“More clients are getting used to charter, and some of them have been converted to owners, too,” said Lau. In terms of desired aircraft size, Lau’s clients continue to prefer ultra-long-range aircraft such as the Gulfstream G650 and Bombardier Global 7500, and with a notable uptick in preowned business jet purchases.
Lau believes that business jet charter and ownership are going to be “very hot” after Covid. “Prospective owners and charter users are more wary of the health and safety concerns in their travels now, and they want to go with the safer route.” According to Lau, another reason is that many clients did much better financially with their positions in the stock market during the pandemic and hence have greater spending power going forward.
According to Vicky Tsui, v-p of sales and marketing and customer service for Shenzhen-based Amber Aviation, “The domestic charter market has been recovering rapidly since July 2020, due to the stabilization of the pandemic in China.” There was a “long boom” in charter activity particularly from October to this past February, and Amber Aviation's charter activities in 2020 were increased by 80 percent compared to 2019.
Tsui is confident that business jet charter will flourish when the pandemic is over. “The Covid-19 pandemic has played a pivotal role in popularizing business jet travel. As the wider public begins to identify both the safety benefits and cost viability of business aviation, business jets are being justified as a practical choice and less of a luxury expense.”
Jet Aviation Asia region senior director Carlos Gomez has had a similar experience and an optimistic outlook. “In addition to the fear of the pandemic, the difficulties with the multiple restrictions imposed on passengers and crew made it a real challenge to plan and execute charter and owner flights. As if that was not enough, the different quarantine requirements for the crews translated into additional costs to the operators increasing the costs of the trips,” said Gomez.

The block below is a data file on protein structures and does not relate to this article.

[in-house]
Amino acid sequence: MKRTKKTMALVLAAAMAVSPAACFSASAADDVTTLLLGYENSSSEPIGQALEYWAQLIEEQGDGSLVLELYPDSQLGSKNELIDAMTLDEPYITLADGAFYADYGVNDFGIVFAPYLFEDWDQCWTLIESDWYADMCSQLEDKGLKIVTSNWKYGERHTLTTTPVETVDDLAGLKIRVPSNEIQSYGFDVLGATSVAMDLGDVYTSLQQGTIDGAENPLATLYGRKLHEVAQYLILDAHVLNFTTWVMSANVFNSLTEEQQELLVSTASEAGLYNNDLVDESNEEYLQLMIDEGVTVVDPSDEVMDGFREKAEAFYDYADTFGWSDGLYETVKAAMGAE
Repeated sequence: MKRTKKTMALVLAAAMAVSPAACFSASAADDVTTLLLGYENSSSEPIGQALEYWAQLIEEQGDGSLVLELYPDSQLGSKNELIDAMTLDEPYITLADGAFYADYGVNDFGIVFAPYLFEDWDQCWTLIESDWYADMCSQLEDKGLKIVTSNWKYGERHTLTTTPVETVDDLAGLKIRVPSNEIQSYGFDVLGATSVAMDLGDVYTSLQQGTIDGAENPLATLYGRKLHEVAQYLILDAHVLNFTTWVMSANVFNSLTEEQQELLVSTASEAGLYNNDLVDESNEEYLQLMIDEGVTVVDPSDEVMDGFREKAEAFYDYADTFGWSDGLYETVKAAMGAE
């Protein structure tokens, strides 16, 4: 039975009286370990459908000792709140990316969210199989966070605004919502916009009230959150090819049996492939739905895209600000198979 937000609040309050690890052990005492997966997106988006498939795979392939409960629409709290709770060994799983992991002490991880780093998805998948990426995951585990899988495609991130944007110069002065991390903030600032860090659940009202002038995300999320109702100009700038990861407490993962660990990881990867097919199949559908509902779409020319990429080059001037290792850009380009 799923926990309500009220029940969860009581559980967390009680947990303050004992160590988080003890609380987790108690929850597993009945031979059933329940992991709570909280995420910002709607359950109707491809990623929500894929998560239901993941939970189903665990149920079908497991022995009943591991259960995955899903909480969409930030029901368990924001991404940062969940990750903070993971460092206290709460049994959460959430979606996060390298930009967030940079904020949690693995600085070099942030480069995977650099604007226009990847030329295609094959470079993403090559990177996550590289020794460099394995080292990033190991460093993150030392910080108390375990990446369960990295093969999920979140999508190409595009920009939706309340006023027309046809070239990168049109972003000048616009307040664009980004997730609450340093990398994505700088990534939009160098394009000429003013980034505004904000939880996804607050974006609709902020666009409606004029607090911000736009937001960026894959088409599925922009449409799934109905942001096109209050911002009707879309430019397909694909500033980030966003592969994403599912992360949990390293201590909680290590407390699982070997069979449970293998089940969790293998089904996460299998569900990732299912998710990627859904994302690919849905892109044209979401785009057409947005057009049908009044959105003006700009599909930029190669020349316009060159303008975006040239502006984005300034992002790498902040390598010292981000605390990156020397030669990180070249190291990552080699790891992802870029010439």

Gomez confirmed that Jet Aviation also experienced additional requests for quotes and the arrival of first-time customers who are looking for increased security and social distancing. In most cases, however, those inquiries were tentative requests and rarely transformed into actual bookings. “Moving forward, we see the demand for requests for the summer as vaccination campaigns are expected to help ease travel restrictions. Clients seem to anticipate there will be some kind of relaxation, and so they are beginning to make preparations in hopes there are real options to travel very soon,” he said.
VistaJet chief commercial officer Ian Moore was similarly bullish in the Asia region’s charter outlook. “In the second quarter, we have seen steady growth in traffic month by month. And with the likely improvement and easing of restrictions expected by the summer and with more people being vaccinated, we are optimistic that demand in Asia will continue to grow and there will be a strong recovery in the second half of the year for the industry,” Moore said.